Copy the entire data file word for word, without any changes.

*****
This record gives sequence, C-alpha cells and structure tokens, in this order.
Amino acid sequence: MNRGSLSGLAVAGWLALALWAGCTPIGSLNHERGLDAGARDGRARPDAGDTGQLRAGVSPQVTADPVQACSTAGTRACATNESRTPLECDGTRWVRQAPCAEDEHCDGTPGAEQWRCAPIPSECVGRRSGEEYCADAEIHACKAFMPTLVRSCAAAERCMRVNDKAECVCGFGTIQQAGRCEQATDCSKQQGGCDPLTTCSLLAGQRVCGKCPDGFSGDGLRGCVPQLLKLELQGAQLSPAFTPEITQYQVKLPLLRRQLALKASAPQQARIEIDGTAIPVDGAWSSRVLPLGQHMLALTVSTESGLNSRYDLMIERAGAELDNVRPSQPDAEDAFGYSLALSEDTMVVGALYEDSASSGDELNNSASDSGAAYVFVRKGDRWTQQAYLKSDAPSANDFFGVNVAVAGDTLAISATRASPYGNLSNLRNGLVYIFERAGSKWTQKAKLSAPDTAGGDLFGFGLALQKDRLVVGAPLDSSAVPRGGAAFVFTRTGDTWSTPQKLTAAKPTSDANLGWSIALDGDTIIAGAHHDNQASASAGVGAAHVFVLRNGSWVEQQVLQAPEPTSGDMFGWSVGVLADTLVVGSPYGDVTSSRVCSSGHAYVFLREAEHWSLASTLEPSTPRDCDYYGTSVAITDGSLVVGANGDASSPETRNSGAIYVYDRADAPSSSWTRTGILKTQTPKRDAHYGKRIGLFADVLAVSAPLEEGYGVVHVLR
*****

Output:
This record gives sequence, C-alpha cells and structure tokens, in this order.
Amino acid sequence: MNRGSLSGLAVAGWLALALWAGCTPIGSLNHERGLDAGARDGRARPDAGDTGQLRAGVSPQVTADPVQACSTAGTRACATNESRTPLECDGTRWVRQAPCAEDEHCDGTPGAEQWRCAPIPSECVGRRSGEEYCADAEIHACKAFMPTLVRSCAAAERCMRVNDKAECVCGFGTIQQAGRCEQATDCSKQQGGCDPLTTCSLLAGQRVCGKCPDGFSGDGLRGCVPQLLKLELQGAQLSPAFTPEITQYQVKLPLLRRQLALKASAPQQARIEIDGTAIPVDGAWSSRVLPLGQHMLALTVSTESGLNSRYDLMIERAGAELDNVRPSQPDAEDAFGYSLALSEDTMVVGALYEDSASSGDELNNSASDSGAAYVFVRKGDRWTQQAYLKSDAPSANDFFGVNVAVAGDTLAISATRASPYGNLSNLRNGLVYIFERAGSKWTQKAKLSAPDTAGGDLFGFGLALQKDRLVVGAPLDSSAVPRGGAAFVFTRTGDTWSTPQKLTAAKPTSDANLGWSIALDGDTIIAGAHHDNQASASAGVGAAHVFVLRNGSWVEQQVLQAPEPTSGDMFGWSVGVLADTLVVGSPYGDVTSSRVCSSGHAYVFLREAEHWSLASTLEPSTPRDCDYYGTSVAITDGSLVVGANGDASSPETRNSGAIYVYDRADAPSSSWTRTGILKTQTPKRDAHYGKRIGLFADVLAVSAPLEEGYGVVHVLR